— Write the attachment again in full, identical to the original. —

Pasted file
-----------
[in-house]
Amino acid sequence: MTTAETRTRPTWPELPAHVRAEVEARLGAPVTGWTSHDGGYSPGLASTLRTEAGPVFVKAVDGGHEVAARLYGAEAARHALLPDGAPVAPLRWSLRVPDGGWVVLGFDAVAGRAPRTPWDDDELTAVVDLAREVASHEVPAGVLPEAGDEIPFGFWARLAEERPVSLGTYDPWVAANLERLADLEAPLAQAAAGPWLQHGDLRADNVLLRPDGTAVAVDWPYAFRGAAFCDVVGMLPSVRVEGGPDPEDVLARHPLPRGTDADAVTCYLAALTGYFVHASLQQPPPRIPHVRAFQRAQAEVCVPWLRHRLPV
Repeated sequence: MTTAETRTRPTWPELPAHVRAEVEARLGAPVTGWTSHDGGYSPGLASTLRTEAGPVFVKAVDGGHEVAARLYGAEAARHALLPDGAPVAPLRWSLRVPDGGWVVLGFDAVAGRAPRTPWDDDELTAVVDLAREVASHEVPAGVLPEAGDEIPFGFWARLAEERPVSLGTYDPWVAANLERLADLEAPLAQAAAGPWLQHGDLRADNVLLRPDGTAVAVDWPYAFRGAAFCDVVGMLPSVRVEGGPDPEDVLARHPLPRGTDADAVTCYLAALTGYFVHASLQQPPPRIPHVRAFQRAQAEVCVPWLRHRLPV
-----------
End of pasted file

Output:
[in-house]
Amino acid sequence: MTTAETRTRPTWPELPAHVRAEVEARLGAPVTGWTSHDGGYSPGLASTLRTEAGPVFVKAVDGGHEVAARLYGAEAARHALLPDGAPVAPLRWSLRVPDGGWVVLGFDAVAGRAPRTPWDDDELTAVVDLAREVASHEVPAGVLPEAGDEIPFGFWARLAEERPVSLGTYDPWVAANLERLADLEAPLAQAAAGPWLQHGDLRADNVLLRPDGTAVAVDWPYAFRGAAFCDVVGMLPSVRVEGGPDPEDVLARHPLPRGTDADAVTCYLAALTGYFVHASLQQPPPRIPHVRAFQRAQAEVCVPWLRHRLPV
Repeated sequence: MTTAETRTRPTWPELPAHVRAEVEARLGAPVTGWTSHDGGYSPGLASTLRTEAGPVFVKAVDGGHEVAARLYGAEAARHALLPDGAPVAPLRWSLRVPDGGWVVLGFDAVAGRAPRTPWDDDELTAVVDLAREVASHEVPAGVLPEAGDEIPFGFWARLAEERPVSLGTYDPWVAANLERLADLEAPLAQAAAGPWLQHGDLRADNVLLRPDGTAVAVDWPYAFRGAAFCDVVGMLPSVRVEGGPDPEDVLARHPLPRGTDADAVTCYLAALTGYFVHASLQQPPPRIPHVRAFQRAQAEVCVPWLRHRLPV